Lowell prepares for 25th Blackberry Jam

Although the Blackberry Jam Festival in Lowell is known for its three days of fun-filled activities – from pie making and eating to a car show and parade – the festival is really a celebration of community.
”It’s important to reinvest in our community, to believe in our community and to give people living here a chance to shine,” PJ Angelini, a Blackberry Jam Festival board member said.
The festival will celebrate its 25th anniversary Friday, July 26 through Sunday, July 28, and some old favorites are going to have some new upgrades.
One of the biggest changes will be the new grease pole, which board member Tim Stratis is preparing. Last year, the pole made headlines for breaking on the first day of the festival, a disappointment for kids hoping to scurry up the vaseline-covered pole and snag a $20 bill. Stratis is looking forward to having the tradition continue.
”It’s quite the contest,” he said. ”You see all kinds of winners.”
He recalled one year where two girls ages nine and 10, who were gymnasts, reached the top and made it to finals, where they competed for $50.
Another change to the greased pole is a separation into two age groups: 14 to 18 and under 13; this doubles the potential prize money to $180.
Stratis is also heavily involved in the pie baking and eating contest, having participated for over a decade and winning each competition about four times. About 30 pies that are baked for car show, and the rest enter the baking competition. Stratis said there’s around 200 people that enter the competition with around 40 to 50 entering for the pie eating contest.
”Pies is a big part of the weekend for me,” he said, adding that there is also a feeling of community that comes from being part of the festival for so long.
As a child, Savannah Largent remembers going to the first festival and how exciting it was. Now, her focus is on the Kidz Corner and bringing that joy to the other children in the community. Largent is part of the Small Town Superhero Group, which is made up of families looking for volunteer options to do with their kids. The group started last year, after families heard the festival had run out of prizes. Kids painted donation jars that were put in stores and raised money to bring into the Kidz Corner.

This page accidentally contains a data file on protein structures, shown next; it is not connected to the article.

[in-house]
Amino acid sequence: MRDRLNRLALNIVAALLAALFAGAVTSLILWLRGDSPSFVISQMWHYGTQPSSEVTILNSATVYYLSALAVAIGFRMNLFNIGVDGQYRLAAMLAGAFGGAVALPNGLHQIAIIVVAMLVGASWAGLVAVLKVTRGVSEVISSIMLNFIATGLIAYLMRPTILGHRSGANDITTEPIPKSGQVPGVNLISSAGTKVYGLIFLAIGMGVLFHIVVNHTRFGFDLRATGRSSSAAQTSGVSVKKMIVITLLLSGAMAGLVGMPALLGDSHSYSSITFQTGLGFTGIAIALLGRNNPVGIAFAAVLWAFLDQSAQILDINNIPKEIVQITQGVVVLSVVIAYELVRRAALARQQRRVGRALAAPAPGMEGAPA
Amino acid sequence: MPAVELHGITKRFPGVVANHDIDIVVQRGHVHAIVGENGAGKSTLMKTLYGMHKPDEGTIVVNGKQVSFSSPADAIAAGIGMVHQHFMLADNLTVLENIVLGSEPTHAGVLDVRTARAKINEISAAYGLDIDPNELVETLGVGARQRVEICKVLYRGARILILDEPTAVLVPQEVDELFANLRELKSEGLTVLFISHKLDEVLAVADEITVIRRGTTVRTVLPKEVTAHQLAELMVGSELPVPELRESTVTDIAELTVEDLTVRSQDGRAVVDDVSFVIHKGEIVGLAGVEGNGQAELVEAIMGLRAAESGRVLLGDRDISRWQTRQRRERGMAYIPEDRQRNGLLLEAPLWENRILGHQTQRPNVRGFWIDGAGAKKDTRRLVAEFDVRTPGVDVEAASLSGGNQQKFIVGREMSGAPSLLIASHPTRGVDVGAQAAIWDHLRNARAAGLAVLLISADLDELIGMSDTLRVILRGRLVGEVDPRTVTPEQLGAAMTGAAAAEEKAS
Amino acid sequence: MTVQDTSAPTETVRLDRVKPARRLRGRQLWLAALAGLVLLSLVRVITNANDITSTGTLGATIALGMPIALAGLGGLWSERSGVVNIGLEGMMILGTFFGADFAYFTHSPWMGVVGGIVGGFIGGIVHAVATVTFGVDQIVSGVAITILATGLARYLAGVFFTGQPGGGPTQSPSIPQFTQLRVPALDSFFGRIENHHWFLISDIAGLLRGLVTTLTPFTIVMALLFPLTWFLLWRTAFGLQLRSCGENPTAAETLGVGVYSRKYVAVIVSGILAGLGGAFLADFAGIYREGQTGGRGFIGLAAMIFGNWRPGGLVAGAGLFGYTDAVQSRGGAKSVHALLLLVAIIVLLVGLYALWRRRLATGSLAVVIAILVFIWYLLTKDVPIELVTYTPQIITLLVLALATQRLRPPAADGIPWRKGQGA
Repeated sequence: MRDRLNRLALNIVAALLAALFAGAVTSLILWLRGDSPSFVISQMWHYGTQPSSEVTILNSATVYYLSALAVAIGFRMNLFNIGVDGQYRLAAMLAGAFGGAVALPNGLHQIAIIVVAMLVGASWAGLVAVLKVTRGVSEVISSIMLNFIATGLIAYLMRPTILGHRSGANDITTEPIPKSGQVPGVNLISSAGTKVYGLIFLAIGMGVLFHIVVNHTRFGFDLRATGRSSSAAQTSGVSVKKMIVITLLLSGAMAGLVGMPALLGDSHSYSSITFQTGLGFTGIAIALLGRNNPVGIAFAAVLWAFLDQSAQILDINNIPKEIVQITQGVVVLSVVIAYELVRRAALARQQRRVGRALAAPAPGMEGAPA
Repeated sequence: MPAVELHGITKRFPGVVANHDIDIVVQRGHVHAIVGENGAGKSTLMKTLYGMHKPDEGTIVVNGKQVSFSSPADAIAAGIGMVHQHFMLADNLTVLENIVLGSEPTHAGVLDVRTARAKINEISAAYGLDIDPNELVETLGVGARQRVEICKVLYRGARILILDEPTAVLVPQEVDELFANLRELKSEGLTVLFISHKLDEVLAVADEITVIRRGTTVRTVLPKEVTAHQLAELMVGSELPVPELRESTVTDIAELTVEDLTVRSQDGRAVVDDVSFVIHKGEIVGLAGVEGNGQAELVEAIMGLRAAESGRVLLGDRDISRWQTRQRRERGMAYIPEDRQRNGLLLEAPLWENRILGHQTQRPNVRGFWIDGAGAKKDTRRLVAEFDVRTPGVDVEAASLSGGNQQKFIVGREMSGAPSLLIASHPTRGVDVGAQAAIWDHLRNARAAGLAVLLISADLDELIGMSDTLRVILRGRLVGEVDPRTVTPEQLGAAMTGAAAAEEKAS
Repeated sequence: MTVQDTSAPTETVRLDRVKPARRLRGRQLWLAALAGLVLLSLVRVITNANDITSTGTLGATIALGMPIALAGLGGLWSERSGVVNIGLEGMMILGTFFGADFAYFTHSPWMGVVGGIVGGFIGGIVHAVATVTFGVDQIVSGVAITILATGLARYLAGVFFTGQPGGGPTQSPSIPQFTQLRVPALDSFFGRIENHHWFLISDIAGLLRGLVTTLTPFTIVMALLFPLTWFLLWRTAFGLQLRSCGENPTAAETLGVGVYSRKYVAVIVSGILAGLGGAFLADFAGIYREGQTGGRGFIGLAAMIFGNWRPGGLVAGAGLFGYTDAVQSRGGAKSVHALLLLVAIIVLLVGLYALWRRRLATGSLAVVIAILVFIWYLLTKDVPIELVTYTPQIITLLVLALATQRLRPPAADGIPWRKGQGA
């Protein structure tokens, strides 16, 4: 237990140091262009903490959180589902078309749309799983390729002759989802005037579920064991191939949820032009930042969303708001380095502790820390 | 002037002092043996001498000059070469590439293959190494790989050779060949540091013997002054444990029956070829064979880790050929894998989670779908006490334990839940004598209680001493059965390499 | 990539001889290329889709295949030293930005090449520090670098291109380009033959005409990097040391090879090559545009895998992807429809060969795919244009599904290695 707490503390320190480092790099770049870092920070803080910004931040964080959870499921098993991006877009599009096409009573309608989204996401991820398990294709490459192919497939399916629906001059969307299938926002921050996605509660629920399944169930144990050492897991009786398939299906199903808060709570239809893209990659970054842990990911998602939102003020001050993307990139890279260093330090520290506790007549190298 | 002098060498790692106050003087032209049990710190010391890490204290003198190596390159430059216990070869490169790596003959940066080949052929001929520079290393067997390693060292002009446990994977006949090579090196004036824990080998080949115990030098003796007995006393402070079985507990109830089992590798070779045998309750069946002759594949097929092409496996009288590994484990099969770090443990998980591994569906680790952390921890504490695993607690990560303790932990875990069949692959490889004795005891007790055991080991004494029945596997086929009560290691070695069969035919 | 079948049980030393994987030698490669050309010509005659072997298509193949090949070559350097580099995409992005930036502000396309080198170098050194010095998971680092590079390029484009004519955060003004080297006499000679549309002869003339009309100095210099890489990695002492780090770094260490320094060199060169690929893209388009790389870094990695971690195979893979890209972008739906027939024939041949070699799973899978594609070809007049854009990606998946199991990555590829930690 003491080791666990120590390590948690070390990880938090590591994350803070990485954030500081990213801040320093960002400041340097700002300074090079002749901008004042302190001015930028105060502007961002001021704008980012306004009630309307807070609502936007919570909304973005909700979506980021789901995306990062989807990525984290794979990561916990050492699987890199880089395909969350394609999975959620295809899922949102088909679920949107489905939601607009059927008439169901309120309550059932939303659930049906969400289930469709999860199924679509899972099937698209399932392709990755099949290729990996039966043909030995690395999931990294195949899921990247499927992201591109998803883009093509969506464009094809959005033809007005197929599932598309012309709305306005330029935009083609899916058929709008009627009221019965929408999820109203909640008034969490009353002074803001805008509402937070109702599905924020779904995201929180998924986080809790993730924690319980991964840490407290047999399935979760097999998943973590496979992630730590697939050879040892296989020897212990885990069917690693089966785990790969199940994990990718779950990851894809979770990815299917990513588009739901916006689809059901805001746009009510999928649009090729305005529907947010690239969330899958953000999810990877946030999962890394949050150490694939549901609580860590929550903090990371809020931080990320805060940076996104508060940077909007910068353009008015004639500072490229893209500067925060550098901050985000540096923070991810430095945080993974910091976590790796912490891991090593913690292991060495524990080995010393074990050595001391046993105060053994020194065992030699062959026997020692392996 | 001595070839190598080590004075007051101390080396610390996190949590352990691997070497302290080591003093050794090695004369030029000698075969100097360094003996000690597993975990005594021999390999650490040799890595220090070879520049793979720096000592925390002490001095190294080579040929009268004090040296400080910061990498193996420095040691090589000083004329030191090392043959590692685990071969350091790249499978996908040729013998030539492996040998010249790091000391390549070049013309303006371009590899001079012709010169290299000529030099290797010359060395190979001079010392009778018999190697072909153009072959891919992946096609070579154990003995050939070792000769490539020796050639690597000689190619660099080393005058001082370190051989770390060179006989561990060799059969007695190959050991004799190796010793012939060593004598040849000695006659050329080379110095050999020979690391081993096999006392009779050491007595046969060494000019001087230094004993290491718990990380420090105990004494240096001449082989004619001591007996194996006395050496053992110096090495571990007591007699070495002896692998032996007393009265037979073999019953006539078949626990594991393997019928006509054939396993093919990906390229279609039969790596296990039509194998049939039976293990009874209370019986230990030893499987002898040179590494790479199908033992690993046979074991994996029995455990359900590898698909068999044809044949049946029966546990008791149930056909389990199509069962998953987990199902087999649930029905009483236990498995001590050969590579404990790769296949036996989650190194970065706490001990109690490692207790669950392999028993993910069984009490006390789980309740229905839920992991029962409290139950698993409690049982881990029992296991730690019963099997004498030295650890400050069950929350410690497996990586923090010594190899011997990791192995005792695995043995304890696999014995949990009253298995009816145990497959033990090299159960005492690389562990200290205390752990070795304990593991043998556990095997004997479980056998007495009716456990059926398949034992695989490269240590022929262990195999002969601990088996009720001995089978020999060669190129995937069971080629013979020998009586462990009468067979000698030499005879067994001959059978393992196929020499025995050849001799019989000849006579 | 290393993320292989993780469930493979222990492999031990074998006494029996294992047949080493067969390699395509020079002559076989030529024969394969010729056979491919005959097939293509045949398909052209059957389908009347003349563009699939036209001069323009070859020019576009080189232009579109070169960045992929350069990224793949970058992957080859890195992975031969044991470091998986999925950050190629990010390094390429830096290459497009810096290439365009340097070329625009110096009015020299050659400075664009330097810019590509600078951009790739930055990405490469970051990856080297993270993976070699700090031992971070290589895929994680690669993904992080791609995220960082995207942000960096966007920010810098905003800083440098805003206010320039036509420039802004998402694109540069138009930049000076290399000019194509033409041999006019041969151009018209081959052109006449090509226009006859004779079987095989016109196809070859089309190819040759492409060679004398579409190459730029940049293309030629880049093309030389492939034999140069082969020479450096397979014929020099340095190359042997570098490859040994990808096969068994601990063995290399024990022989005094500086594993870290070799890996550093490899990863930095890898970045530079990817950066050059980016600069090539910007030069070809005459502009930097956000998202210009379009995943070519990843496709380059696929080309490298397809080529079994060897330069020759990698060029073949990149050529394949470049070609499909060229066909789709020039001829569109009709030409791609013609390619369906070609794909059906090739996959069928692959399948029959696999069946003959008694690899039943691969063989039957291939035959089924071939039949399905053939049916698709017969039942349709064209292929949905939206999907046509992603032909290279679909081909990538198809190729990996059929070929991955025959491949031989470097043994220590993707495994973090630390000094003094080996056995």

”It snowballed from there,” Largent said. ”We did the same thing with the coin donation and we’ve earned $150 so far, and it’s only the ninth.”
She added that it’s important for the children to have something to do during the festival, and the carnival in the Kidz Corner is a great way to do that. This year, they are implementing a stage to provide entertainment for the kids as well, including a ukulele player and a puppeteer.
Proceeds from the carnival will go to the local Girl Scout troop because they donate time to help run the games, as well as to a cystic fibrosis nonprofit.
”It’s the only festival for the town and it really brings community members – not just volunteers, but the community as a whole – together,” she said. ”The community involvement is huge. We’re really hoping (the Kidz Corner) will bring more people in. The more money we can bring in, the more we can bring in to nonprofits.”
Another anniversary the festival will be celebrating is the 15th annual quilt show. The show started when Lisa Bee-Wilson moved to the area in 2003 and attended the festival; she said it ”needed a quilt show.” She received support from the board members and the show has grown since, with 16 to 20 members. The show is broken into different categories and styles, and one of the exciting challenges the members do is incorporate one piece of weirder fabric into a project, and during the show all the interpretations of the projects are displayed together.
Another quilter, Gerry Burr, said that the show is their way to give back to the community they live in and use their specific skill set to do so. The quilt show has brought in between $2,000 and $4,000 for the community fire hall, food bank, school, library and grange.
Angelini said that although their goal isn’t just the money, the festival itself did start as a way to bring people and economic development to the community.
”People drive by Highway 58 and have no idea of the wonderful community we have here,” she said. ”This is a wonderful small town and I wanted to be part of something that brings joy to the community.”



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